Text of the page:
Shares in Gannett have soared 18% on the news, reaching $11.50 in morning trading.
The management of Gannett indicated it will consider the offer at the board level, but the offer letter did not mince words, saying that Digital First believed that Gannett’s leadership has failed to show it can run the company effectively. Digital First has garnered a reputation for being aggressive, clashing in recent years with unions and staffers in Denver after buying the city’s lone surviving daily, the Denver Post.
Digital First in 2016 acquired the Orange County Register and other Southern California newspapers during the bankruptcy of Freedom Communications. Tribune Publishing had actually made the winning bid but was blocked from closing the deal by the U.S. Department of Justice Department, which objected because Tribune also then owned the Los Angeles Times and would have become a monopoly.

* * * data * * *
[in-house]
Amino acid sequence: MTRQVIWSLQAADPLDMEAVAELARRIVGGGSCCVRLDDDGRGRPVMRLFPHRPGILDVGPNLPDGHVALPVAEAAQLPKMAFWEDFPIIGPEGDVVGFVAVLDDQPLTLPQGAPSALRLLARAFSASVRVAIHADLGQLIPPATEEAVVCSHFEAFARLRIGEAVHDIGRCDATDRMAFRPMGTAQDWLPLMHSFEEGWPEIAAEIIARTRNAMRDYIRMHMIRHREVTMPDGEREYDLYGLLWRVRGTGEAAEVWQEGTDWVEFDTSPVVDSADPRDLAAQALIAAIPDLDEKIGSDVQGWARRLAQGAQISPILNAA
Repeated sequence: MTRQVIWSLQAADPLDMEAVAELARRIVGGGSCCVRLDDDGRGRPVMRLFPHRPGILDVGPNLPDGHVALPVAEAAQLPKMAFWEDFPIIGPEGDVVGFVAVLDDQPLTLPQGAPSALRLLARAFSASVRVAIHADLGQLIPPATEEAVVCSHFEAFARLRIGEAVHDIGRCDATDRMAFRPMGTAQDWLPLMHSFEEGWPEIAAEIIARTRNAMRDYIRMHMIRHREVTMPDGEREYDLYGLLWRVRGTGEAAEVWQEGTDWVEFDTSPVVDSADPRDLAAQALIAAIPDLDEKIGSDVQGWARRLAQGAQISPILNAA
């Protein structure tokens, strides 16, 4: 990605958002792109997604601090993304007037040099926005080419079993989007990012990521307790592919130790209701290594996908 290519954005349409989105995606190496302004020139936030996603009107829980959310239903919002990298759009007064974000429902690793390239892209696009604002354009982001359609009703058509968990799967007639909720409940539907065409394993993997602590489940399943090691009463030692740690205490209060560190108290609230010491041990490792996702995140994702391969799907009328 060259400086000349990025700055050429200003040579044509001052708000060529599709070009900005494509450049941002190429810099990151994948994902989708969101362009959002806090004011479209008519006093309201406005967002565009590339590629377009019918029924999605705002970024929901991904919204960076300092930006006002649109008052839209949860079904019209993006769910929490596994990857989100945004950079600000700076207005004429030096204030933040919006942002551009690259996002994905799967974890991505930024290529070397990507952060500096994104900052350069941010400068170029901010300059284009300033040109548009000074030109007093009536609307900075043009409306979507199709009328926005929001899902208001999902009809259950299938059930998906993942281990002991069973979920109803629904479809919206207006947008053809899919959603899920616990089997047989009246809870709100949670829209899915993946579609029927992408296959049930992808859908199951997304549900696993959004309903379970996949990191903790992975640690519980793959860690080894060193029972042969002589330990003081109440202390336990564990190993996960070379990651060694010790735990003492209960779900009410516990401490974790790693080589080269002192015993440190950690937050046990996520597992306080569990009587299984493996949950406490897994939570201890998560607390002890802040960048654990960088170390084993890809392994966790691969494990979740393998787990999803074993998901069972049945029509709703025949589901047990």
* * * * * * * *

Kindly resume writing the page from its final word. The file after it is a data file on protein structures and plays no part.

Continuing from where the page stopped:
Virginia-based Gannett owns USA Today and dozens of other papers and has itself gained a reputation for being both acquisitive and cost-conscious. In 2015, the company’s local TV stations split off into a separate entity, Tegna. It last made M&A headlines in 2016 when it went after Tribune Publishing, which was then known as Tronc.
The backdrop of the current takeover fight is the increasingly grim newspaper business. As readers continue to migrate online and find news elsewhere combined print and digital circulation for U.S. newspapers fell 11% to 31 million in 2017, according to the Pew Research Center. That subscription total is about half what it was a generation ago.